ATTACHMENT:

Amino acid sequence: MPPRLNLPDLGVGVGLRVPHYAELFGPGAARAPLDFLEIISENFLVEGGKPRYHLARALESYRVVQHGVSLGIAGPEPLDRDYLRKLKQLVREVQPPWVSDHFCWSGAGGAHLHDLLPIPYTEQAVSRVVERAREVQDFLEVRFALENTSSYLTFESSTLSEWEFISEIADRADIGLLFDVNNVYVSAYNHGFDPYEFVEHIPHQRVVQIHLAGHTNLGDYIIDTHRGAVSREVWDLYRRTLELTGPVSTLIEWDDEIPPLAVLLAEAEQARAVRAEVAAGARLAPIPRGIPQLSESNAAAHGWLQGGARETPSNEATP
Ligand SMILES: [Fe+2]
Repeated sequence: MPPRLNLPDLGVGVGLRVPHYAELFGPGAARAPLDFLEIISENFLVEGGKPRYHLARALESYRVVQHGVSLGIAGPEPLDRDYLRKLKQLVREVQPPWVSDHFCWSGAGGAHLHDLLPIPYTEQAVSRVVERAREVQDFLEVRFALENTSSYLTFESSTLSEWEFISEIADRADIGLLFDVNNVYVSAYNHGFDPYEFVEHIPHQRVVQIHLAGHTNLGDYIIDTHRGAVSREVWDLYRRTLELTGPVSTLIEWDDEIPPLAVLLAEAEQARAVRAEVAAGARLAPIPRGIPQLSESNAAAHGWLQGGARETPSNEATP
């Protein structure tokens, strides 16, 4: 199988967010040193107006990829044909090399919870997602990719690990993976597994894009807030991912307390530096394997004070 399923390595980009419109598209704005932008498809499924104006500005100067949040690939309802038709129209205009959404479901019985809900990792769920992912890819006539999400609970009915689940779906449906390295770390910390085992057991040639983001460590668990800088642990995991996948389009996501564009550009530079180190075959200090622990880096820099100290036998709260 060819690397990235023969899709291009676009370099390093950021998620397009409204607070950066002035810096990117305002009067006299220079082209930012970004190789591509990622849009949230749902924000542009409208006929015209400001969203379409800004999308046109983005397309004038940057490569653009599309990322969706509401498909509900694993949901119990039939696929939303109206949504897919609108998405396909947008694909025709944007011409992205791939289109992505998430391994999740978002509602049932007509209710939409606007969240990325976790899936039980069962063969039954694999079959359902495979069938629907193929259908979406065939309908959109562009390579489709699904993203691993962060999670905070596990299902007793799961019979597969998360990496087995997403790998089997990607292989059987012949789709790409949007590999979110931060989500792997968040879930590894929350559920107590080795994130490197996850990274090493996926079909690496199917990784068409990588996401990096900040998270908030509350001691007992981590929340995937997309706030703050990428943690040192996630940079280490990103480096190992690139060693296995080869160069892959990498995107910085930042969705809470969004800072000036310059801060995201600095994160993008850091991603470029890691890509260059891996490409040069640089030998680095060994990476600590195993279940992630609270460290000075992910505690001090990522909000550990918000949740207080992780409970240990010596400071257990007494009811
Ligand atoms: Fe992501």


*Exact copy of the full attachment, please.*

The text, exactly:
Amino acid sequence: MPPRLNLPDLGVGVGLRVPHYAELFGPGAARAPLDFLEIISENFLVEGGKPRYHLARALESYRVVQHGVSLGIAGPEPLDRDYLRKLKQLVREVQPPWVSDHFCWSGAGGAHLHDLLPIPYTEQAVSRVVERAREVQDFLEVRFALENTSSYLTFESSTLSEWEFISEIADRADIGLLFDVNNVYVSAYNHGFDPYEFVEHIPHQRVVQIHLAGHTNLGDYIIDTHRGAVSREVWDLYRRTLELTGPVSTLIEWDDEIPPLAVLLAEAEQARAVRAEVAAGARLAPIPRGIPQLSESNAAAHGWLQGGARETPSNEATP
Ligand SMILES: [Fe+2]
Repeated sequence: MPPRLNLPDLGVGVGLRVPHYAELFGPGAARAPLDFLEIISENFLVEGGKPRYHLARALESYRVVQHGVSLGIAGPEPLDRDYLRKLKQLVREVQPPWVSDHFCWSGAGGAHLHDLLPIPYTEQAVSRVVERAREVQDFLEVRFALENTSSYLTFESSTLSEWEFISEIADRADIGLLFDVNNVYVSAYNHGFDPYEFVEHIPHQRVVQIHLAGHTNLGDYIIDTHRGAVSREVWDLYRRTLELTGPVSTLIEWDDEIPPLAVLLAEAEQARAVRAEVAAGARLAPIPRGIPQLSESNAAAHGWLQGGARETPSNEATP
């Protein structure tokens, strides 16, 4: 199988967010040193107006990829044909090399919870997602990719690990993976597994894009807030991912307390530096394997004070 399923390595980009419109598209704005932008498809499924104006500005100067949040690939309802038709129209205009959404479901019985809900990792769920992912890819006539999400609970009915689940779906449906390295770390910390085992057991040639983001460590668990800088642990995991996948389009996501564009550009530079180190075959200090622990880096820099100290036998709260 060819690397990235023969899709291009676009370099390093950021998620397009409204607070950066002035810096990117305002009067006299220079082209930012970004190789591509990622849009949230749902924000542009409208006929015209400001969203379409800004999308046109983005397309004038940057490569653009599309990322969706509401498909509900694993949901119990039939696929939303109206949504897919609108998405396909947008694909025709944007011409992205791939289109992505998430391994999740978002509602049932007509209710939409606007969240990325976790899936039980069962063969039954694999079959359902495979069938629907193929259908979406065939309908959109562009390579489709699904993203691993962060999670905070596990299902007793799961019979597969998360990496087995997403790998089997990607292989059987012949789709790409949007590999979110931060989500792997968040879930590894929350559920107590080795994130490197996850990274090493996926079909690496199917990784068409990588996401990096900040998270908030509350001691007992981590929340995937997309706030703050990428943690040192996630940079280490990103480096190992690139060693296995080869160069892959990498995107910085930042969705809470969004800072000036310059801060995201600095994160993008850091991603470029890691890509260059891996490409040069640089030998680095060994990476600590195993279940992630609270460290000075992910505690001090990522909000550990918000949740207080992780409970240990010596400071257990007494009811
Ligand atoms: Fe992501």